First-Time DUI Penalties

People charged with a DUI in Virginia for the first time often have many questions and find the process overwhelming. Oftentimes, these are people with no criminal history who have no experience with the criminal justice system. These are people who may have made a mistake and want to get this incident behind them as quickly as possible. They need an attorney who will do the following

  • Explain the process
  • Keep them informed as to what is going on
  • Make themselves readily available for questions

The DUI attorneys at the Law Offices of Patrick N. Anderson and Associates will provide this communication to their clients and make sure that this goes as smoothly as possible.

Virginia has some of the toughest DUI laws in the country, so it is important to contact an experienced attorney right away if you face this serious charge. Because any subsequent DUI charges carry even more stringent penalties, you want an attorney who will work to clear your record of this first DUI charge. This will ensure you can get to work or school, ensure that your record remains clean of any infractions, and allow you to get your life back to normal.

The first question many clients have is, what type of penalties will I face if convicted?  For many first-time offenders, they are able to get more lenient sentences as long as their blood-alcohol levels are below .15 and they did not cause an accident. In these cases, the judge will usually suspend all of the jail time ordered, impose a fine (typically between $250-$600), suspend the driver’s license for one year, and place the person on active probation through the Virginia Alcohol Safety Action Program (VASAP). VASAP is required for a first or second offense, but not for a third. This is because it is much more difficult to get your license reinstated after a third offense and requires a petition to the circuit court and a complete evaluation from VASAP.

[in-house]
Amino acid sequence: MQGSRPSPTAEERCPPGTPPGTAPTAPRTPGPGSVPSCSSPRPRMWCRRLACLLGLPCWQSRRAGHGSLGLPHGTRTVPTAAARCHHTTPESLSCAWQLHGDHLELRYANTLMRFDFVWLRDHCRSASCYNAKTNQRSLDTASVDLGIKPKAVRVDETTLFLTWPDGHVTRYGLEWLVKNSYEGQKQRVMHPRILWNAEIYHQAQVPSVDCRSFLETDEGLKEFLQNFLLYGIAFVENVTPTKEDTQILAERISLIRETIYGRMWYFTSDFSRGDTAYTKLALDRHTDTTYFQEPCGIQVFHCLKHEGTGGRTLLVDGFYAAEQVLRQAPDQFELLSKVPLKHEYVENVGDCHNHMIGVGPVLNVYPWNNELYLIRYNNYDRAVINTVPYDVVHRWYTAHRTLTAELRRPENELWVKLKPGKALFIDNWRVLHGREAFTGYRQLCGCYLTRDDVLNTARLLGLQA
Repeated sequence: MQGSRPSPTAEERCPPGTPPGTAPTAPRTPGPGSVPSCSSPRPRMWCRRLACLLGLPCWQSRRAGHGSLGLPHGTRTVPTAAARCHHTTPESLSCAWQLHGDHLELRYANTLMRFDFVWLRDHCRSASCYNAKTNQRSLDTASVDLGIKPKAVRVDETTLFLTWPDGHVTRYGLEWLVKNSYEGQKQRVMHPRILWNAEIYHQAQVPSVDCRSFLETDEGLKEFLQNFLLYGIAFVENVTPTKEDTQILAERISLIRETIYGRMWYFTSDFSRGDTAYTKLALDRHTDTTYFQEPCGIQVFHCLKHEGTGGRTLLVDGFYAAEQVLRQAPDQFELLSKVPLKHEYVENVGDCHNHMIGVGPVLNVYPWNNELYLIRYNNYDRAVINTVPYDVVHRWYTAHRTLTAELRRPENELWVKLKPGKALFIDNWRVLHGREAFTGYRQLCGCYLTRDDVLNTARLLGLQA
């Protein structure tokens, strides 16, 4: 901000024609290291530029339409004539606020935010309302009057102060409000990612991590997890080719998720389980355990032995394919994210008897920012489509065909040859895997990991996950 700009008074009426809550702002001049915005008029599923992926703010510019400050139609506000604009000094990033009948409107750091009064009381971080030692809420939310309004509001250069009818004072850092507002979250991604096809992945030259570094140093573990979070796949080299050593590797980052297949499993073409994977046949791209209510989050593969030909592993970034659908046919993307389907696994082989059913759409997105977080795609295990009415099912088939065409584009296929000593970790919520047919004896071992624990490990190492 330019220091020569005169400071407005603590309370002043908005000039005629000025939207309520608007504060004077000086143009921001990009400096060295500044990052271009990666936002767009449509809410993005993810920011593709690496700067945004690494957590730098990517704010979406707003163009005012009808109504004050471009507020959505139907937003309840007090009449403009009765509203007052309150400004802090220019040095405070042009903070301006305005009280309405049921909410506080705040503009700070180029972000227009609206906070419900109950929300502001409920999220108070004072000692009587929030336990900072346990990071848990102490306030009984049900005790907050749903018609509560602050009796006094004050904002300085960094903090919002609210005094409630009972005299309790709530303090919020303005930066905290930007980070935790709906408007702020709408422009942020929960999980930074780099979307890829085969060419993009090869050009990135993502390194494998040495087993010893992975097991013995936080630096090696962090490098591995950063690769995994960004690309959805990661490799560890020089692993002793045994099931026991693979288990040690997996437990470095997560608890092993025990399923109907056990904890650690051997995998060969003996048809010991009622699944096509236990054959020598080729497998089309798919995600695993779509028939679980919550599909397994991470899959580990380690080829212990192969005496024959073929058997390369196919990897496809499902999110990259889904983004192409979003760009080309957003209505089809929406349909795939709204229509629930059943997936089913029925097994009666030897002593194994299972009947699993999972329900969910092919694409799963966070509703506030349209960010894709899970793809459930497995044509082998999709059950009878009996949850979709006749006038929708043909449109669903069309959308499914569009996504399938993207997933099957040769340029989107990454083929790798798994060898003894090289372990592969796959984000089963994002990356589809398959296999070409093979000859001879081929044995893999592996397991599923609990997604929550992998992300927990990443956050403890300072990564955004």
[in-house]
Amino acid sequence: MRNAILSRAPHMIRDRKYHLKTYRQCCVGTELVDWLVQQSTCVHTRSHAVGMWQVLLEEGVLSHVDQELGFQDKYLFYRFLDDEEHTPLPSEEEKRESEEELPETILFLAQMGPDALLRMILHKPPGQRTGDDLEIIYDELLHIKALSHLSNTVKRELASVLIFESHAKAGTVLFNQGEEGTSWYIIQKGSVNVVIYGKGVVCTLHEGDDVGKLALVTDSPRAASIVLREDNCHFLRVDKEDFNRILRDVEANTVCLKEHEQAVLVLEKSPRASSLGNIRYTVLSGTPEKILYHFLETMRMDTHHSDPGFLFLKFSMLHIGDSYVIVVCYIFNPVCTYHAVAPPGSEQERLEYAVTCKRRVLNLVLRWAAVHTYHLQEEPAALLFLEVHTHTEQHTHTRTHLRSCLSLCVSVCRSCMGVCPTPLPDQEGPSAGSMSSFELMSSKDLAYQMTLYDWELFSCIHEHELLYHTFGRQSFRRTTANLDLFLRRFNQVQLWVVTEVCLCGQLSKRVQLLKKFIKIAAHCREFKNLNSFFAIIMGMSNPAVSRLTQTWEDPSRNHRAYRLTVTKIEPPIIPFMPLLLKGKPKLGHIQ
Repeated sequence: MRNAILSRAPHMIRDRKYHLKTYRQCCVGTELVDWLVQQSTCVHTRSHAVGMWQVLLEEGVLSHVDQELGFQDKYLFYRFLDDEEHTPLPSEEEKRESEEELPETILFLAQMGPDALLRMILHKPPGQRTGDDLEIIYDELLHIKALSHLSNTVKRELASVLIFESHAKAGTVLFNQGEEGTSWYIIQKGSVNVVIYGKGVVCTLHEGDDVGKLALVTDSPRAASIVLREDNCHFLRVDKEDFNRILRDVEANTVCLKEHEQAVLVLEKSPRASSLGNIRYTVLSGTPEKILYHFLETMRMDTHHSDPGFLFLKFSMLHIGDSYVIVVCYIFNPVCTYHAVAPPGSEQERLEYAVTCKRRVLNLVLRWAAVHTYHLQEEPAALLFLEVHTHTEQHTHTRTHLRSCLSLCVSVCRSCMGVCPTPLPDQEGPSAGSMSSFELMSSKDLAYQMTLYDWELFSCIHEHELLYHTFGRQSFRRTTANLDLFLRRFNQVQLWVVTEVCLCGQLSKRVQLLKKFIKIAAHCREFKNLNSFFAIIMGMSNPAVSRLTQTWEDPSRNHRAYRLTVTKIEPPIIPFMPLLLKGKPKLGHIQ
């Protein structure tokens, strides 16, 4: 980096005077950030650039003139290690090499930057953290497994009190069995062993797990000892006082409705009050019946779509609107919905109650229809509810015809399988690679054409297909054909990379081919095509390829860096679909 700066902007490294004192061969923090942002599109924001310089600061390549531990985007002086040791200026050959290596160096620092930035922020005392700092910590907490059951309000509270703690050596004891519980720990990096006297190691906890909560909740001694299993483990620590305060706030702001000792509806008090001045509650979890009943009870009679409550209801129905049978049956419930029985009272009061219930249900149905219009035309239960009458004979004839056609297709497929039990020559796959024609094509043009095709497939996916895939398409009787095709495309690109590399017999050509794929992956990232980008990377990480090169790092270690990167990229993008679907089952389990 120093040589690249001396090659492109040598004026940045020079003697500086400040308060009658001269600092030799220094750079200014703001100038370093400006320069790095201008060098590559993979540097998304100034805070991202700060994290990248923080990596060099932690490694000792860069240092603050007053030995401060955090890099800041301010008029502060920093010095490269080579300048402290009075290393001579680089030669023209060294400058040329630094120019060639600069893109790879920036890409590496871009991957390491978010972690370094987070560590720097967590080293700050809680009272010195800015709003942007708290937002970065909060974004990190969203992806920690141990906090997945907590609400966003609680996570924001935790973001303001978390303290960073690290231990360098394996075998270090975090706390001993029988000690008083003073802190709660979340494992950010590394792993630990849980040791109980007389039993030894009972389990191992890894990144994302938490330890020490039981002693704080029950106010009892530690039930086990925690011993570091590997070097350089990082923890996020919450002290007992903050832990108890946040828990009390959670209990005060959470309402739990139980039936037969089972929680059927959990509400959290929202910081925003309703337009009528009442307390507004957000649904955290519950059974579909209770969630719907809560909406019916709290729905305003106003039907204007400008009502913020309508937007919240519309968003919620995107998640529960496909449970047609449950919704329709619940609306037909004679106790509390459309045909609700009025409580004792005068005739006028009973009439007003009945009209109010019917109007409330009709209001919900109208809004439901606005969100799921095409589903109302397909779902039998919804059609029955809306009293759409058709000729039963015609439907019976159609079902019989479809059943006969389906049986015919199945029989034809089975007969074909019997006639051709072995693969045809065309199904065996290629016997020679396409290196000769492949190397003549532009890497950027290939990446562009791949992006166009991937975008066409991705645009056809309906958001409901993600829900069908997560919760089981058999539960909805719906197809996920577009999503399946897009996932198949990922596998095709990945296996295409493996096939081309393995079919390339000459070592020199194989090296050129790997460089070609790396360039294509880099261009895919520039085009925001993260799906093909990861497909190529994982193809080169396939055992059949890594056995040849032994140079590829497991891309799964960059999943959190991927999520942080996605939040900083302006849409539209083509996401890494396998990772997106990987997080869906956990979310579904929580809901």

Usually, in this type of case, a restricted operator’s license can be authorized by the court to allow the person to drive to and from work, school, child care responsibilities and health care appointments.  You may be denied a restricted license however, if your driving history contains excessive points (generally 8 or more) or a previous conviction of reckless driving.

There are also additional penalties if your blood-alcohol level exceeds .15. If this happens, there is a mandatory five days in jail and if it exceeds .20, there is a mandatory 10 days in jail. If you face charges of DUI and your BAC is above .15, it is vital to contact a DUI attorney right away to help prevent these mandatory jail times.

Virginia also recently required DUI offenders to install an ignition interlock system on their car to prevent future drunk driving incidents. An ignition interlock system is mandatory for any individual convicted of DWI after July 1, 2012, regardless of the offender’s BAC. The device must be installed for a minimum of six months or as long as the court ordered suspension, depending on what the judge requires.  An ignition interlock system is a safety device installed on the offenders’ vehicle, at the offender’s expense, that will prevent a vehicle from starting until after an offender blows into the device and confirms the driver is not under the influence of alcohol. Because these devices carry operational costs and because they make driving onerous, a skilled DUI attorney who is able to get the charges dismissed will prevent you from having to install one of these devices in your vehicle.

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